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  • How Norms Make Causes.Maria Kronfeldner - 2014 - International Journal of Epidemiology 43:1707–1713.
    This paper is on the problem of causal selection and comments on Collingwood's classic paper "The so-called idea of causation". It discusses the relevance of Collingwood’s control principle in contemporary life sciences and defends that it is not the ability to control, but the willingness to control that often biases us towards some rather than other causes of a phenomenon. Willingness to control is certainly only one principle that influences causal selection, but it is an important one. It shows how (...)
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  • Causal Control: A Rationale for Causal Selection.Lauren N. Ross - 2015
    Causal selection has to do with the distinction we make between background conditions and “the” true cause or causes of some outcome of interest. A longstanding consensus in philosophy views causal selection as lacking any objective rationale and as guided, instead, by arbitrary, pragmatic, and non-scientific considerations. I argue against this position in the context of causal selection for disease traits. In this domain, causes are selected on the basis of the type of causal control they exhibit over a disease (...)
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  • How Biological Technology Should Inform the Causal Selection Debate.Janella Baxter - 2019 - Philosophy, Theory, and Practice in Biology 11.
    Waters’s (2007) actual difference making and Weber’s (2013, 2017) biological normality approaches to causal selection have received many criticisms, some of which miss their target. Disagreement about whether Waters’s and Weber’s views succeed in providing criteria that uniquely singles out the gene as explanatorily significant in biology has led philosophers to overlook a prior problem. Before one can address whether Waters’s and Weber’s views successfully account for the explanatory significance of genes, one must ask whether either view satisfactorily meets the (...)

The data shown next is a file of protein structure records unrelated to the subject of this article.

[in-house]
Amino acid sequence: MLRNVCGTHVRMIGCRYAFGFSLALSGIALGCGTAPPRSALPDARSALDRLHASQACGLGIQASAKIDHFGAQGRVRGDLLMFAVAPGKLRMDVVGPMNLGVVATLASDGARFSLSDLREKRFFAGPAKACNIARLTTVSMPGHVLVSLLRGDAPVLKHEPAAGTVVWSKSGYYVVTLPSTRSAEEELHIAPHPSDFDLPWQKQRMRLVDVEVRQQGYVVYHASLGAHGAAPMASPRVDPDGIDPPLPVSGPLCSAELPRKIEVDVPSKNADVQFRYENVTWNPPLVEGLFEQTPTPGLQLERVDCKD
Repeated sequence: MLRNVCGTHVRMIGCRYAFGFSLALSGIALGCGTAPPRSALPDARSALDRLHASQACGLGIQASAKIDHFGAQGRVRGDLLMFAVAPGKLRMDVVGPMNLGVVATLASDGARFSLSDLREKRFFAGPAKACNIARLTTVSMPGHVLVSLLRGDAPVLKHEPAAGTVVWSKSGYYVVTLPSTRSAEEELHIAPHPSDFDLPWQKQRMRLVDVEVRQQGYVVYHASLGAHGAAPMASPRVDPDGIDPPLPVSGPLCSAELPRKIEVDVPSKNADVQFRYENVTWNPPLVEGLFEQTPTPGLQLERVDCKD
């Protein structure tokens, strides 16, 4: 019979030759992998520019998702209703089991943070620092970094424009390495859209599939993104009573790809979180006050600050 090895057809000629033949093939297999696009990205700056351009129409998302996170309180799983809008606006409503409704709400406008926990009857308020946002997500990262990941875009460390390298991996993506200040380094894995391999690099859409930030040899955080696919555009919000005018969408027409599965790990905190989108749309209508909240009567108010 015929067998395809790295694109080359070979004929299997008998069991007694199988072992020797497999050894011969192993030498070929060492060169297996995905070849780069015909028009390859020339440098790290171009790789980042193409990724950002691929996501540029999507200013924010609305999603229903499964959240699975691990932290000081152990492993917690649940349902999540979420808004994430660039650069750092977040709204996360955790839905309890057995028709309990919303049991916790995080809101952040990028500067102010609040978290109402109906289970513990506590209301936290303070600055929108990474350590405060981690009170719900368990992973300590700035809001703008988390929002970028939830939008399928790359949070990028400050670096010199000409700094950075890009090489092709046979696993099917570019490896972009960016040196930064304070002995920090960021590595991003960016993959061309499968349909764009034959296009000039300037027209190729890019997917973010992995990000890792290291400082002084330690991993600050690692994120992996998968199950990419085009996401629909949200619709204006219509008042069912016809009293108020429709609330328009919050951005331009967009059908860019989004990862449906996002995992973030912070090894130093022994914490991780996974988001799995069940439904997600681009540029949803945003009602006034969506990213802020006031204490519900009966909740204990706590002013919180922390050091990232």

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  • Varieties of Parity.Ulrich E. Stegmann - 2012 - Biology and Philosophy 27 (6):903-918.
    A central idea of developmental systems theory is ‘parity’ or ‘symmetry’ between genes and non-genetic factors of development. The precise content of this idea remains controversial, with different authors stressing different aspects and little explicit comparisons among the various interpretations. Here I characterise and assess several influential versions of parity.
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  • How the Techniques of Molecular Biology Are Developed From Natural Systems.Isobel Ronai - unknown
    A striking characteristic of the highly successful techniques in molecular biology is that they are derived from natural systems. RNA interference, for example, utilises a mechanism that evolved in eukaryotes to destroy foreign nucleic acid. Other examples include restriction enzymes, the polymerase chain reaction, green fluorescent protein and CRISPR-Cas. I propose that biologists exploit natural molecular mechanisms for their effectors’ activity and biological specificity. I also show that the developmental trajectory of novel techniques in molecular biology, such as RNAi, is (...)